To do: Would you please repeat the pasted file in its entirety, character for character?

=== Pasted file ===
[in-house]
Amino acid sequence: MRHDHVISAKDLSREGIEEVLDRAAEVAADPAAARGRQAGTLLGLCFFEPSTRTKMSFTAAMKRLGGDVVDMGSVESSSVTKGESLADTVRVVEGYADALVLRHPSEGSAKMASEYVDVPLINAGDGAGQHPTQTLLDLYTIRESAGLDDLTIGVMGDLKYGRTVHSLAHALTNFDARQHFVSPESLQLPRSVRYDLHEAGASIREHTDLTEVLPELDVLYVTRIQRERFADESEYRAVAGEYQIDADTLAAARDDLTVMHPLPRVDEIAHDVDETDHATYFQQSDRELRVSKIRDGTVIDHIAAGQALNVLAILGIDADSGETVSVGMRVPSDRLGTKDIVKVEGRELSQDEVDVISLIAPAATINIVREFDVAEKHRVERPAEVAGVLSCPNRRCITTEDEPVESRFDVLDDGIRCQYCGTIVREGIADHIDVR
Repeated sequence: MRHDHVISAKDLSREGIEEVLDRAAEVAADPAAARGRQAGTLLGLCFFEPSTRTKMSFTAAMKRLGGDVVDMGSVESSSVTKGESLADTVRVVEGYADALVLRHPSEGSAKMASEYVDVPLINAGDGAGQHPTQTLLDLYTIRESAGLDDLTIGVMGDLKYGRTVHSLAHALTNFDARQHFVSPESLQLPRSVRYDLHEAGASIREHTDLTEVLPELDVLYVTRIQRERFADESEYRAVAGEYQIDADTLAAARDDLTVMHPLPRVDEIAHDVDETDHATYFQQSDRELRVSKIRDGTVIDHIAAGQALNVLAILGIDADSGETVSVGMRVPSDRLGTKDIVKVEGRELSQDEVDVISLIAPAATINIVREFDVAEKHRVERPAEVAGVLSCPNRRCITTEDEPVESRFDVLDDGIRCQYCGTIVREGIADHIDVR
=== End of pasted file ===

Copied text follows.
[in-house]
Amino acid sequence: MRHDHVISAKDLSREGIEEVLDRAAEVAADPAAARGRQAGTLLGLCFFEPSTRTKMSFTAAMKRLGGDVVDMGSVESSSVTKGESLADTVRVVEGYADALVLRHPSEGSAKMASEYVDVPLINAGDGAGQHPTQTLLDLYTIRESAGLDDLTIGVMGDLKYGRTVHSLAHALTNFDARQHFVSPESLQLPRSVRYDLHEAGASIREHTDLTEVLPELDVLYVTRIQRERFADESEYRAVAGEYQIDADTLAAARDDLTVMHPLPRVDEIAHDVDETDHATYFQQSDRELRVSKIRDGTVIDHIAAGQALNVLAILGIDADSGETVSVGMRVPSDRLGTKDIVKVEGRELSQDEVDVISLIAPAATINIVREFDVAEKHRVERPAEVAGVLSCPNRRCITTEDEPVESRFDVLDDGIRCQYCGTIVREGIADHIDVR
Repeated sequence: MRHDHVISAKDLSREGIEEVLDRAAEVAADPAAARGRQAGTLLGLCFFEPSTRTKMSFTAAMKRLGGDVVDMGSVESSSVTKGESLADTVRVVEGYADALVLRHPSEGSAKMASEYVDVPLINAGDGAGQHPTQTLLDLYTIRESAGLDDLTIGVMGDLKYGRTVHSLAHALTNFDARQHFVSPESLQLPRSVRYDLHEAGASIREHTDLTEVLPELDVLYVTRIQRERFADESEYRAVAGEYQIDADTLAAARDDLTVMHPLPRVDEIAHDVDETDHATYFQQSDRELRVSKIRDGTVIDHIAAGQALNVLAILGIDADSGETVSVGMRVPSDRLGTKDIVKVEGRELSQDEVDVISLIAPAATINIVREFDVAEKHRVERPAEVAGVLSCPNRRCITTEDEPVESRFDVLDDGIRCQYCGTIVREGIADHIDVR